So these friends of mine were young journalists who wanted to do the kind of reporting that they just weren’t seeing enough of out there. They wanted to look at issues they thought were under reported, and focus more on the kind of storytelling that emphasizes how international politics affect real peoples’ lives, not just the policies themselves. Also, they acknowledged that traditional journalism structures wouldn’t really work for them. They hadn’t gone to Columbia for a masters in journalism and didn’t want to go the traditional route, which is pay your dues at a small local paper at the Metro desk and then work your way up the ladder. The small papers are going extinct anyway, so that option may not even exist anymore. They knew they wouldn’t find a media outlet who would give them the kind of dream assignments that journalists fantasize about, so they ended up doing it on their own. They scraped together the money to finance an 8 month reporting trip to south/central Asia and the middle east and kind of just started making the stories they wanted to be making. That ended up working out, and their work started getting picked up by newspapers, NPR, and PBS…they eventually went into a partnership with the University of Washington to teach and to house their offices. It was risky and a lot of hard work, but they made it happen.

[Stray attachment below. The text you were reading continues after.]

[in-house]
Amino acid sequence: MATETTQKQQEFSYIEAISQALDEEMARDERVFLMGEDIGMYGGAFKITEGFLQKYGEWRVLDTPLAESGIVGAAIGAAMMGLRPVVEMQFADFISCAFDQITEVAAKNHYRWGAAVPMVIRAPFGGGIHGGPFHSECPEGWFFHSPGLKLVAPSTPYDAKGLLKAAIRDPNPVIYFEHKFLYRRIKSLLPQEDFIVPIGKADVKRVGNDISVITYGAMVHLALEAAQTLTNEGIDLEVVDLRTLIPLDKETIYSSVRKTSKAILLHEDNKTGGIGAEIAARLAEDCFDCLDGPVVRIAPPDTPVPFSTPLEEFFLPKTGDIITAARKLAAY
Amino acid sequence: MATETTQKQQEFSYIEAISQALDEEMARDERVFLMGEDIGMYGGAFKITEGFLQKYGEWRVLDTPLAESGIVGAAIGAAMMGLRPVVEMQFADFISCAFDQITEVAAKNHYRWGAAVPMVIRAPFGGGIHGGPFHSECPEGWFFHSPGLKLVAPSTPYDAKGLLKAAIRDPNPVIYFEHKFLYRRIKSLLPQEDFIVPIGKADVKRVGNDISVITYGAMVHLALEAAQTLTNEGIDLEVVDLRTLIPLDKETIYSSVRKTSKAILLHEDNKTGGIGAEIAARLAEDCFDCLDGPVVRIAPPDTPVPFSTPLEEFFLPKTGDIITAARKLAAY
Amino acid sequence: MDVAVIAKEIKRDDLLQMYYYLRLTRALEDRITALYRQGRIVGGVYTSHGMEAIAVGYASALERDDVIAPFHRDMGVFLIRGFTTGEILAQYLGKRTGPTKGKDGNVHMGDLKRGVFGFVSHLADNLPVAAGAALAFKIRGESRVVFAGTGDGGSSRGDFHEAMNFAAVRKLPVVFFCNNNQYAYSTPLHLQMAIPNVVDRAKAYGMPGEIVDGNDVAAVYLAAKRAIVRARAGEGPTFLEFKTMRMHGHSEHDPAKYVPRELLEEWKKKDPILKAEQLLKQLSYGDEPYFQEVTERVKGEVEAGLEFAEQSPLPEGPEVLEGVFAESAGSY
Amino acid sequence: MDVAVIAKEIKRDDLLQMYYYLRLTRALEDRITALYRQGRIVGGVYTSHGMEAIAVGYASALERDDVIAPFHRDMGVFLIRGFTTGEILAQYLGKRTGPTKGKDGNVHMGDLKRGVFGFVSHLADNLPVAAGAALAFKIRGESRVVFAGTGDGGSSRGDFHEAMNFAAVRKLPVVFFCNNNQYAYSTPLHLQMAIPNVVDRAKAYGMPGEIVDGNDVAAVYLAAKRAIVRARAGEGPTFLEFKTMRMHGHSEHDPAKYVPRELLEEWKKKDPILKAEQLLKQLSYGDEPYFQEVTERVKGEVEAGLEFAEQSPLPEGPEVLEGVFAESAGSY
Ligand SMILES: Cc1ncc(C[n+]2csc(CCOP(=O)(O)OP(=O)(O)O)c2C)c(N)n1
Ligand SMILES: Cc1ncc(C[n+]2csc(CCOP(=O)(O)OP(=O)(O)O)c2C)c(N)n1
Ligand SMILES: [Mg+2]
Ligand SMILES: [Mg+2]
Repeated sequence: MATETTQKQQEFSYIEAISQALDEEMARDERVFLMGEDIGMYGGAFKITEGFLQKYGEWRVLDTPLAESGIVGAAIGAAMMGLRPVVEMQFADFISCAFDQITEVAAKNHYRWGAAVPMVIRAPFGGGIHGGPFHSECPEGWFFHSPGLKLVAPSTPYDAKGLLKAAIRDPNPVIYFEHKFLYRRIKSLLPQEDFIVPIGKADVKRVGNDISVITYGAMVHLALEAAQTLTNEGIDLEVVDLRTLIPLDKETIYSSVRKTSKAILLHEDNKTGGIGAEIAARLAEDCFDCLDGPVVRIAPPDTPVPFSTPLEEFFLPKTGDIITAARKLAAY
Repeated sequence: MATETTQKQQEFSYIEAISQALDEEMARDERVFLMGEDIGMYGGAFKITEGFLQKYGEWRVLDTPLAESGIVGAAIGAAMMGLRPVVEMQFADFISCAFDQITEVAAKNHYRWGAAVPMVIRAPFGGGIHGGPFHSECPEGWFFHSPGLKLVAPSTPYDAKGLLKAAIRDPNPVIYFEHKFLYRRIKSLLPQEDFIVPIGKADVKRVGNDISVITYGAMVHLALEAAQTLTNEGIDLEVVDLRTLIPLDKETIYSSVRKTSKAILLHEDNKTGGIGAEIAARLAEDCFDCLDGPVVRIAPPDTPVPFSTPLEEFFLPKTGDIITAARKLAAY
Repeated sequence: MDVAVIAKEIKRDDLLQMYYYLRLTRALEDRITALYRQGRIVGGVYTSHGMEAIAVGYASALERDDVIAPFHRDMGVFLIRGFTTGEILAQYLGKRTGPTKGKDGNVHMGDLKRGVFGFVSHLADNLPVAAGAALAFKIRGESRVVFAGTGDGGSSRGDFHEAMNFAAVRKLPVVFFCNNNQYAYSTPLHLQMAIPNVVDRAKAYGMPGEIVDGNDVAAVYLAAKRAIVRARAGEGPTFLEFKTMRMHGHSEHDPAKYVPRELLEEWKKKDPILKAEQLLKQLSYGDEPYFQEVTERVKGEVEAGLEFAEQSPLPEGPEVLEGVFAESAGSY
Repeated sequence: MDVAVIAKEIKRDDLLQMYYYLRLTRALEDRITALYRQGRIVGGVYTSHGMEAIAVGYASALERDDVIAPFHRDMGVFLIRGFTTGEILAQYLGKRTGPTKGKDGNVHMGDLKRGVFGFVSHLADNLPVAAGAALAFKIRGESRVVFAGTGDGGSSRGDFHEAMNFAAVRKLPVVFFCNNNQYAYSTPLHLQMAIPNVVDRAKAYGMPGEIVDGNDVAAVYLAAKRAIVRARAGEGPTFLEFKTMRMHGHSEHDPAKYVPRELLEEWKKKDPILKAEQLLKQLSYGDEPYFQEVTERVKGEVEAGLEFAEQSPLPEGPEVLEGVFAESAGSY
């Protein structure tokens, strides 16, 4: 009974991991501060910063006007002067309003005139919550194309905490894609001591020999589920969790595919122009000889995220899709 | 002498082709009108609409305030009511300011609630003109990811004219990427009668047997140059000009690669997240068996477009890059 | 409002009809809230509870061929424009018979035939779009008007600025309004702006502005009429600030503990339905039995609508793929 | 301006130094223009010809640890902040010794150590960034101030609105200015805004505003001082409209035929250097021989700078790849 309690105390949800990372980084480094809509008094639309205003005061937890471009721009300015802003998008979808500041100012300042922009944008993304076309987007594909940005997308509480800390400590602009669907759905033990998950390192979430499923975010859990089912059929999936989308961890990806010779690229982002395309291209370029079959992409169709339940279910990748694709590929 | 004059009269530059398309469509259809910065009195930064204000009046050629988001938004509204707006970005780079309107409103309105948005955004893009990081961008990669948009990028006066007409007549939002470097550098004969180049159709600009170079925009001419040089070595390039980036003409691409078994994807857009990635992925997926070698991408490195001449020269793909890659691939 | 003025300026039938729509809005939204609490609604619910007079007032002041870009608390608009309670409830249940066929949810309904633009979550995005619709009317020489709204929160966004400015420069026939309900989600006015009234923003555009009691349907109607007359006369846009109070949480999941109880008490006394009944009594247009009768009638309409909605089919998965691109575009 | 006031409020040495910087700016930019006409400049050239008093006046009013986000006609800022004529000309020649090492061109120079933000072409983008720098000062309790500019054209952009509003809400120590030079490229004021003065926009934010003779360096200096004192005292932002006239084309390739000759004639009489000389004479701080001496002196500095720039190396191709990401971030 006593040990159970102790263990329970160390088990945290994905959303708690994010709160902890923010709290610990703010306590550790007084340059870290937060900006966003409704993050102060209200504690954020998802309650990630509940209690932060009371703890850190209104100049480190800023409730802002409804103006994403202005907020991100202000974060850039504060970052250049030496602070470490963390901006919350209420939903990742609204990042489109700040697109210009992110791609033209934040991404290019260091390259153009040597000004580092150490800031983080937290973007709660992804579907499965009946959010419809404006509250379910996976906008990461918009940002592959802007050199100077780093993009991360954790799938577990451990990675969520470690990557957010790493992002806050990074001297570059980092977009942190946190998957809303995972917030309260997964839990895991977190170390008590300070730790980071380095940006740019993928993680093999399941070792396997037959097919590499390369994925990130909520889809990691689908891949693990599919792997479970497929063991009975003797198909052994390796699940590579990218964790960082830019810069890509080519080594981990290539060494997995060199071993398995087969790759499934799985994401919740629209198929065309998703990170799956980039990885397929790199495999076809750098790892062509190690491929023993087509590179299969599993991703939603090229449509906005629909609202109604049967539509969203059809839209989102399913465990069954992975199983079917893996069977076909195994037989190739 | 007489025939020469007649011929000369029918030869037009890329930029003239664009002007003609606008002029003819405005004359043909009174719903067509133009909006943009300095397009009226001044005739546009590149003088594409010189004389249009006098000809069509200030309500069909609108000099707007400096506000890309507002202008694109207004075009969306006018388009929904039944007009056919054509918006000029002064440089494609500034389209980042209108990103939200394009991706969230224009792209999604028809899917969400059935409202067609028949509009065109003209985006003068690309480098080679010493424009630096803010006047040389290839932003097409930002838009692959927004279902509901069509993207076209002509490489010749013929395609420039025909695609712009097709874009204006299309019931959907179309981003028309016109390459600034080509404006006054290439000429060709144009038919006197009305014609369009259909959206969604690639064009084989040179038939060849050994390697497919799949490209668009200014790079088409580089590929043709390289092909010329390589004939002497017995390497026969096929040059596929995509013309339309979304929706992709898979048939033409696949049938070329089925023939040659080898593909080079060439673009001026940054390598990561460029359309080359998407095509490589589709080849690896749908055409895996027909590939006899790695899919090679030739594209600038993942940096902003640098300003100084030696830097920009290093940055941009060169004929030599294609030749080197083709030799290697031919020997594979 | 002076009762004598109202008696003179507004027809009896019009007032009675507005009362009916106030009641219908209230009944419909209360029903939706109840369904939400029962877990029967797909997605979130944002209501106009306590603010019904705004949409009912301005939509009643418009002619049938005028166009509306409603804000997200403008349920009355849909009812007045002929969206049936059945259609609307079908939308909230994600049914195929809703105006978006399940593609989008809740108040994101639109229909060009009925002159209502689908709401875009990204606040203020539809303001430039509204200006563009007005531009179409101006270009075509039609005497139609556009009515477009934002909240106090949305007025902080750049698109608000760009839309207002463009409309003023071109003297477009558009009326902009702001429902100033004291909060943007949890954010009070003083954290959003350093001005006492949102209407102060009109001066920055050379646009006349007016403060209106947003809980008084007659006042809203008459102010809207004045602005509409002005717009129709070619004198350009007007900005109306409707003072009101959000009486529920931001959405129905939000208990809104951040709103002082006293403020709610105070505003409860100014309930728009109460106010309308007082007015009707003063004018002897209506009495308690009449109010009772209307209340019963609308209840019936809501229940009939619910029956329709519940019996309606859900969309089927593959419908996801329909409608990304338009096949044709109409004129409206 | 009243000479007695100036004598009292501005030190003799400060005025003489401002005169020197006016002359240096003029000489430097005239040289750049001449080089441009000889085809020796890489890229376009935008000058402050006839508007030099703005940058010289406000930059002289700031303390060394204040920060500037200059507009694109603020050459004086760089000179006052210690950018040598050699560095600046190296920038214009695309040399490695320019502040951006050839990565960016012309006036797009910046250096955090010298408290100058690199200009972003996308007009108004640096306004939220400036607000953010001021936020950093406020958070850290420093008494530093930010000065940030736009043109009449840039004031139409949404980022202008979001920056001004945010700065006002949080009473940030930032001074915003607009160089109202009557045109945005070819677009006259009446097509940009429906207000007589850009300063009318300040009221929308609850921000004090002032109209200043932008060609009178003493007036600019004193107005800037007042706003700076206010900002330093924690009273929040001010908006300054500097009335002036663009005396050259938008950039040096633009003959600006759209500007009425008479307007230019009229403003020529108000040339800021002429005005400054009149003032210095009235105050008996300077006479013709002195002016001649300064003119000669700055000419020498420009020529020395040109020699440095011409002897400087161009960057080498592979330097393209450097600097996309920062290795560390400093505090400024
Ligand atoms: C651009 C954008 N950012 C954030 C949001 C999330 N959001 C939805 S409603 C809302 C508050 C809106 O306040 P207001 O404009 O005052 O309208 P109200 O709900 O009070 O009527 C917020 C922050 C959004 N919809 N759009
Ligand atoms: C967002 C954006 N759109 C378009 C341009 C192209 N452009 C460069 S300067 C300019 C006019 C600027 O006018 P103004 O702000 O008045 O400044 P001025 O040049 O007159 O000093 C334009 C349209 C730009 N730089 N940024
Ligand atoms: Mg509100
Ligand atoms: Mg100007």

I really loved watching all this take place. I had always been interested in journalism and I had even wanted to be a photojournalist years back (but I was too shy to actually approach people with a camera). It was fascinating for me to watch my friends and get all their behind-the-scenes stories on how they did their reporting. I totally admired what they had done and was kind of their number one fan. Early on, I talked to them about making a comic about them. I thought that most of us really take journalism for granted and don’t think much about the people who do this work, so why not make something that would give readers a look at what it means to be a journalist at a time when journalism is changing so rapidly? We agreed that the best way to do this would be if I came with them on one of their international reporting projects. At this point, they were mostly reporting on local issues dealing with immigration, deportation and human rights in the Seattle area, but they still did about one major international reporting trip per year. I was working on my first book already, so we said that when the timing was right and I was finished with that, I’d go out with them wherever it was that they planned on doing their next project.
The day my first book came out in bookstores, I was on a plane with them headed to Turkey, Iraq and Syria.
Rolling Blackouts seems like a transitional point for you as an artist. I feel like you’ve alchemized your initial concerns as a cartoonist into a longer work: journalism, travelogues, realism, interrogating your own American-ness. How is your approach to comics different now than when you started?